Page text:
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Past fashion show winner shares details about his designs this year

Zach Stoner is relieved to step back from his sewing machine; after a year of hard work the clothing collection he designed for this year's Threads Fashion Show is complete.

Threads Fashion Show is completely student-run by models, designers and event planners who also helped fundraise to put on the show. Students in the Fashion Merchandising and Design program are dedicated to the production of the event that will take place on Saturday, April 23.

This will be the Portage junior's third and final year participating in the show, because he plans to graduate in the fall. Last year, Stoner was a producer for Threads and walked away with "Best in Show" for a menswear collection he described as "street-style clubbing."

Stoner shared his insight on studying fashion merchandising and design, creating clothing collections for Threads and his style inspirations with Central Michigan Life.

When did you first get interested in designing clothing?

STONER: In high school — sophomore or junior year when I was trying to figure out what I wanted to dedicate my life to — I decided I wanted to do something creative and fun I (would love to wake) up and do every day instead of dreading it.

Where do you get your fashion inspiration?

I think I probably use social media the most. I follow random people on Instagram and see what they wear, what their lifestyle is and how I want to adapt to that lifestyle or how I would feel in that lifestyle. I also think of how things make me feel. Most of the time I design black (garments) because when I wear black I feel so powerful.

A lot of times thinking of how you would feel when you’re wearing the garment is a good thing I look to when I design.

How is the collection you designed this year different from last?

Last year my designs were more "clubbing" and this year is a little more classy. I keep telling people I'm doing classy mesh (fabric) — last year it was all mesh. I still have mesh but it's used subtly and it's not as in your face.

What's your process for coming up with design concepts for clothing collections?

I don’t have a set process. Each collection and each design is different, but this year I found an artist named Travis Chanter. He’s a nude body painter. I took his idea of the male form and the body art that contours to the specific model. I took that and translated it to clothing.

Each look (in my collection) shows off a different part of the body. Then I went back and did a photo shoot that was similar to Chanter's that shows how I got from inspiration to the collection.

Instead of fully body-painting the models, I (painted) just the part that the garment was going to show off.

The photo shoot will hopefully be in the mounted exhibition (at Threads Fashion Show).

How long have you been working on your collection this year?

Ideation-wise, I feel like it would be since the beginning of this school year but actually sewing and getting everything prepared, this semester.

Because we have to make four looks over a semester, we have had to put so many hours outside of class into each look.

What is the difference in your experience of being a producer for the show and now just being a designer?

I just like being able to focus on design. I don’t want to necessarily go into a career of producing fashion shows, so being able to focus on the concept and the campaign that goes along with my project — it’s a lot better.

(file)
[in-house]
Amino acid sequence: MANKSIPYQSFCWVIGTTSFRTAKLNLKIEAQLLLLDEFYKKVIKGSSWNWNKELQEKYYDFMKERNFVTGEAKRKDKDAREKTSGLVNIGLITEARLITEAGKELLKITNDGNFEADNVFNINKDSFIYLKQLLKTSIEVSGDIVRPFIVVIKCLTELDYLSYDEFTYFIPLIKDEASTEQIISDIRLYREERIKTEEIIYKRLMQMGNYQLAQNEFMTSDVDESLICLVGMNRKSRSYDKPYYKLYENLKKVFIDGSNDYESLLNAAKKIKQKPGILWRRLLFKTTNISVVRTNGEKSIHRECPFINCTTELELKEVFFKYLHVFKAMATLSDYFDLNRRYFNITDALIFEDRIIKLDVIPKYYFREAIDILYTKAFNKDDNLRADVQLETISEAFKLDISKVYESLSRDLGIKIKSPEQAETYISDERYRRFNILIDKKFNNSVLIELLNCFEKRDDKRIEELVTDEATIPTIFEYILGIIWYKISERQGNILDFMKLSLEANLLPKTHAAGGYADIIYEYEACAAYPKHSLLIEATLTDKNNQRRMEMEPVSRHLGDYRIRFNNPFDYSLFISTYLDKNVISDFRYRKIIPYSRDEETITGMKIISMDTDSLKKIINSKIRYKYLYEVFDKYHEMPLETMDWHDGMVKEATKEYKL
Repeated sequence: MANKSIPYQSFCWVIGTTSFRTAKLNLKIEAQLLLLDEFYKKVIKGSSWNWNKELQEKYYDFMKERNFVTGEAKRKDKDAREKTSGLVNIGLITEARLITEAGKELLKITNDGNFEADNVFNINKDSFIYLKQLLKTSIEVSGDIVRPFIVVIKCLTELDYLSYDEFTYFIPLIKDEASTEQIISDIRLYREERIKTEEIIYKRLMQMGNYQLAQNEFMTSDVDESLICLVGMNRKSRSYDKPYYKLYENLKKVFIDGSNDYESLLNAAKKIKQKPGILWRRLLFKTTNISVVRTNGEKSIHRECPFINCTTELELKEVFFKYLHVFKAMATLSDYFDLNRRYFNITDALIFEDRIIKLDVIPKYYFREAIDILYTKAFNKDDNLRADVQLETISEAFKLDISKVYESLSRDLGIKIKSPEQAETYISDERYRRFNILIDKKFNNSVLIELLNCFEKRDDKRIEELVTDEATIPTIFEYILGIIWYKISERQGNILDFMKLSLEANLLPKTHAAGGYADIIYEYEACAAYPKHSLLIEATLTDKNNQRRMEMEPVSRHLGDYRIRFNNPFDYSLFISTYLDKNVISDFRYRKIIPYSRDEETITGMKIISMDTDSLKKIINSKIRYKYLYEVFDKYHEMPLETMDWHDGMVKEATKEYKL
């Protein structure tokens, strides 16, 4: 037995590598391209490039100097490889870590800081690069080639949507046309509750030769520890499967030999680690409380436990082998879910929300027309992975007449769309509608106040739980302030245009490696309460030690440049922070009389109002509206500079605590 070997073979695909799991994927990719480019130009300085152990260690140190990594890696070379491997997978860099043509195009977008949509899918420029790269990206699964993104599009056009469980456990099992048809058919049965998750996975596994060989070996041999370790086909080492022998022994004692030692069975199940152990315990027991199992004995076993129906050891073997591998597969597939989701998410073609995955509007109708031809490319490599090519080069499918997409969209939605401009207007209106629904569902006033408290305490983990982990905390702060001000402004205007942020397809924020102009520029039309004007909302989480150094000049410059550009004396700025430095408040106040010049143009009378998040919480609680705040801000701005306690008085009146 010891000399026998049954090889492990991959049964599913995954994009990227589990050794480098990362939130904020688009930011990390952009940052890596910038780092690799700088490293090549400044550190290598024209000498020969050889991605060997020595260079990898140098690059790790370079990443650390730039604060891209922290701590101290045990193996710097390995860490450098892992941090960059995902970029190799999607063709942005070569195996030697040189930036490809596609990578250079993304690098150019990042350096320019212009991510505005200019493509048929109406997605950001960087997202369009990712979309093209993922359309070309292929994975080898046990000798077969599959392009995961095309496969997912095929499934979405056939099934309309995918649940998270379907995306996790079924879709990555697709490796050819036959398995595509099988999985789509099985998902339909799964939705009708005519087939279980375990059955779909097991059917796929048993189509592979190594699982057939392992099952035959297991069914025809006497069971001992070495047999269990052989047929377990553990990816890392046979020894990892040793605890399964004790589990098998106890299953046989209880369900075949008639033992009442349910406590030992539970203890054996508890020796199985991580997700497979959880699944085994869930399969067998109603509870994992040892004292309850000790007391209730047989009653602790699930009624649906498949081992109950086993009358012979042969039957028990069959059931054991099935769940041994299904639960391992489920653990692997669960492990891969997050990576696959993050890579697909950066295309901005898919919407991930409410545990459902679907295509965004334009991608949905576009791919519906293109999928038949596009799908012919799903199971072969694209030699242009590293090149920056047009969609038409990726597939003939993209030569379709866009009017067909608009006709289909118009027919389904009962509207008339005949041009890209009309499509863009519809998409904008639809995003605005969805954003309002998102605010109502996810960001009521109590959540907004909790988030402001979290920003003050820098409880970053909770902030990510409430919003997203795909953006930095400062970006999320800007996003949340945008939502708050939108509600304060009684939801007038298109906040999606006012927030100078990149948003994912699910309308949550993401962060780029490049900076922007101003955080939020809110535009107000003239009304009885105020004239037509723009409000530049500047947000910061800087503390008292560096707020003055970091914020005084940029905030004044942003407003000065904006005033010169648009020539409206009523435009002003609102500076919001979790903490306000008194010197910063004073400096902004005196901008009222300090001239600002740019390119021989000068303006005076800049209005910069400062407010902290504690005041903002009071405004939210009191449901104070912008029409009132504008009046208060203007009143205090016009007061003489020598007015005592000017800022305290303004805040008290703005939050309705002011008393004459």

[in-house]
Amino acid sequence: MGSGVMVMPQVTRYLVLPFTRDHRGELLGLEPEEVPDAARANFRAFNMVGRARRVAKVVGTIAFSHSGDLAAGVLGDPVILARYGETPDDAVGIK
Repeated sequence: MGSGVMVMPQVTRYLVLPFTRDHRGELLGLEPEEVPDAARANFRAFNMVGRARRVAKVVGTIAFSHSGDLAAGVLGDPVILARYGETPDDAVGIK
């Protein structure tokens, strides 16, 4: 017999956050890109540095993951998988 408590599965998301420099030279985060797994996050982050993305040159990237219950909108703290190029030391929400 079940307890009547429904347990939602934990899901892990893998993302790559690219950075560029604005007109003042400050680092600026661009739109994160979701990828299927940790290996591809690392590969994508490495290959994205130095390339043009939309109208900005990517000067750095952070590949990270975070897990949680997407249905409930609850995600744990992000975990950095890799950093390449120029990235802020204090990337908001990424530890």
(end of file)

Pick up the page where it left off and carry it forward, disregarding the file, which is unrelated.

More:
It was great (being a producer) last year, but it's nice to settle down and refocus.

What is it like the day of the fashion show when you're getting ready?

We start off the day before the show. We meet at around 8 a.m. and do a day of run-throughs and a day of choreography and day of everything. The day before (Threads) is a long day, then the same process happens the day of the show. We meet really early, go through the show a million times and work out any kinks.

Then everybody starts getting ready with makeup and hair and getting ready for the show. The excitement starts to build more and more.

Finally the show starts and awards come and you're like "Wow, it's already done."

(Threads) is a crazy-fast process. It's funny to think of the time that goes in compared to the amount of time the the stuff is actually shown. But it’s worth it.

How would you describe your signature style when it comes to fashion?

I really like street style. I don’t always design for it, but that is a big influence in what I do and create. 

Street style is very urban, typically very dark, using blacks grays. It can be casual or dressed up, but for the most part it's kind of a casual fun thing.

I like the people who try to push boundaries and make new options for guys for fashion. I try to follow those fashion innovators.

Is there a reason you're drawn to designing menswear?

When I started designing for this collection, my original thought process was that many designers in the past have said they have been so inspired by the female body and the curves of it and that’s how they design. They create things that are curvy and flow with the female body. I wanted to take that concept and tailor it to males.

I was able to see the translation from the typical design for a woman's body. I translated that and tailored it to a males body — showing that off and having it be very structured and geometric.

Do you have any goals for your career after you graduate?

I really want to go to New York. I would love to work for a high end menswear company.

I specifically want to target menswear, so I would hope to get hired by a company like that.


About Kate Carlson

Editor-in-Chief Kate Carlson is a senior from Lapeer who is majoring in journalism with a minor in ...

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